“The U.S. will continue to fall behind the rest of the world in investments in transit and ridership. London is set to open Crossrail (The Elizabeth Line), metros continue to pop up across China, even Australia is making large new investments in rail transit, and all these countries are seeing gains in ridership follow. In contrast, public transit continues to lose riders in most of the U.S. with low gas prices, and even the simplest investments are huge political battles.
The most interesting new trend is the rise of stationless bike-sharing in cities, making bicycling more convenient. Again, this follows from international experience especially China. Whether this works in the North American market is an important question to watch. E-bikes are also gaining popularity and falling in cost. Both challenge public transport for ridership for shorter trips.”
David Levinson, Professor of Transport in the School of Civil Engineering, University of Sydney
Recently I did an interview with Adam Branson for MODUS, the Royal Institute of Chartered Surveyors’ magazine. [I am not sure when or if this gets published.]
Adam Branson questions with bullets.
My answer in block quote.
A lot of the claims made for the driverless cars seem to assume a 100% switch in major cities. Is that realistic?
Eventually. Over the next 25 years (say), there will be a transition from 0% to 100%. But eventually, just as there are essentially no horses in the cities (aside from a few police horses), there will be no human driven vehicles.
To what degree do you think that city government will have to intervene to maximise the benefits?
City governments will need to manage when and where and how cars can be used, as they do today. They will not be able to regulate the nature and form of the automobile itself, as that will be done at the national level to simplify life for manufacturers. Deciding which roads are for movement, and which are for local access, will remain an important function, and this will involve setting speed restrictions and the like. With AVs one hopes these will be adhered to by design.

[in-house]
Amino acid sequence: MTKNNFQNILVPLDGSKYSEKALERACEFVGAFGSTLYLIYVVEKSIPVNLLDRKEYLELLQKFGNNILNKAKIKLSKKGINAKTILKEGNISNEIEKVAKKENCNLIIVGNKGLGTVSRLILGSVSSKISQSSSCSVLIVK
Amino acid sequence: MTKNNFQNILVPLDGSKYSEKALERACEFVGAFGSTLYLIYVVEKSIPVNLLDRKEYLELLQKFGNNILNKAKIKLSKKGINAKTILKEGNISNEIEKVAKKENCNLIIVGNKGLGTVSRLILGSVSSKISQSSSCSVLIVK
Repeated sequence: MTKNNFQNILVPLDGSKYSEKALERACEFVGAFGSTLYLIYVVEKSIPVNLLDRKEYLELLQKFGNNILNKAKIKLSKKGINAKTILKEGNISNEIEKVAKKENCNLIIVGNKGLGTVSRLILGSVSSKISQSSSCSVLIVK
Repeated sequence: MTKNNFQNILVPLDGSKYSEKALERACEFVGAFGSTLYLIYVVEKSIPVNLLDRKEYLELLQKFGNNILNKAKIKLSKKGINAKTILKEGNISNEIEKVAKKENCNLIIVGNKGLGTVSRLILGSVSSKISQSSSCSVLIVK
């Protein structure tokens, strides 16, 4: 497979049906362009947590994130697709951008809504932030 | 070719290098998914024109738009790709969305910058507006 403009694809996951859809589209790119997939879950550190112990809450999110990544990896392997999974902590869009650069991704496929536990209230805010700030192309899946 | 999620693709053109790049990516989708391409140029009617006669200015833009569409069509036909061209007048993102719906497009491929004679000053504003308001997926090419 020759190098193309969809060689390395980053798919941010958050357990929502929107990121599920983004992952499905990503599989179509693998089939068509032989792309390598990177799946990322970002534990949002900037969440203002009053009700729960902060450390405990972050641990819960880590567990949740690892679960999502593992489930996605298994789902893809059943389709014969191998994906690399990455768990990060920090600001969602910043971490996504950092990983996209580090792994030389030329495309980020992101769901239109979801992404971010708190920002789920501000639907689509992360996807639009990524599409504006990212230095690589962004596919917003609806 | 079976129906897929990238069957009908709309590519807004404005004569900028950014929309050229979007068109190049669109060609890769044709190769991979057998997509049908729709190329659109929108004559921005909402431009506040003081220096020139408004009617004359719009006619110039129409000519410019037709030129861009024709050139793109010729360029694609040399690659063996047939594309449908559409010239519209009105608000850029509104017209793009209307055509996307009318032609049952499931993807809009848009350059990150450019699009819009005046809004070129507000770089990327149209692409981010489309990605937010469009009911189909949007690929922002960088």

Do you think the proponents of driverless cars have sufficiently considered the general public’s addiction to regular cars?
The new paradigm emerges when the proponents of the old paradigm die off. Over the next 25 years well more than 25% of the population will be new residents to a city. While some people like to drive, eventually the safety consequences of that will be recognized as unacceptable when there are safer cars available. The use of the car itself is likely to remain.
What do you think the impacts will be for investment in conventional public transport?
Infrequent service with few passengers is likely to get replaced with more taxi-like services. High flow services in large cities cannot be easily replaced, as AVs, as efficient as they are and might become, will still consume more space per person than a crowded train. To the extent that taxi-like services (automated, shared vehicles) become popular in cities, cities might grow even larger, suggesting more transit. To the extent that instead people choose to live more remotely now that AVs make driving long distances more acceptable, transit will get weaker.
Could the advent of driverless cars free up a significant amount of land for housing-hungry cities such as New York and London?
The space reduction of AVs will occur on land that is otherwise used for moving and storing cars. In terms of parking lots and structures, there should be some significant gains in cities. In terms of on-road space, this is not generally useful for development, and if some is freed up due to AVs and vehicle sharing. It might more productively be allocated to bike lanes, transit lanes, or even landscaped linear parks.